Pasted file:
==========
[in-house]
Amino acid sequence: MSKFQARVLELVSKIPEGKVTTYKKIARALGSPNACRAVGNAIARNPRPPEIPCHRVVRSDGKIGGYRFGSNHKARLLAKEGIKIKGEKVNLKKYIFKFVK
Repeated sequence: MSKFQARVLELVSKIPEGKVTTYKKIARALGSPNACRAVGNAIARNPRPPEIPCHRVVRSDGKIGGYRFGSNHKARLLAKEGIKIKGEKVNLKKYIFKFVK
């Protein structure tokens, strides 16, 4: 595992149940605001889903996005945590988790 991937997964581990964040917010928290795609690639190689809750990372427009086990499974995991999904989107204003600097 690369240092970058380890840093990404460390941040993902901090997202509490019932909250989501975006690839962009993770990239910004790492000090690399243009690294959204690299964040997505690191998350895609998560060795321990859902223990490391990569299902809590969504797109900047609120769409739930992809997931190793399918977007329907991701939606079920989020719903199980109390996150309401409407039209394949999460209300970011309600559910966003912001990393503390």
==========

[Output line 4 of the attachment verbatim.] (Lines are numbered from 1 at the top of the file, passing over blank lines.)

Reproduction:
């Protein structure tokens, strides 16, 4: 595992149940605001889903996005945590988790 991937997964581990964040917010928290795609690639190689809750990372427009086990499974995991999904989107204003600097 690369240092970058380890840093990404460390941040993902901090997202509490019932909250989501975006690839962009993770990239910004790492000090690399243009690294959204690299964040997505690191998350895609998560060795321990859902223990490391990569299902809590969504797109900047609120769409739930992809997931190793399918977007329907991701939606079920989020719903199980109390996150309401409407039209394949999460209300970011309600559910966003912001990393503390």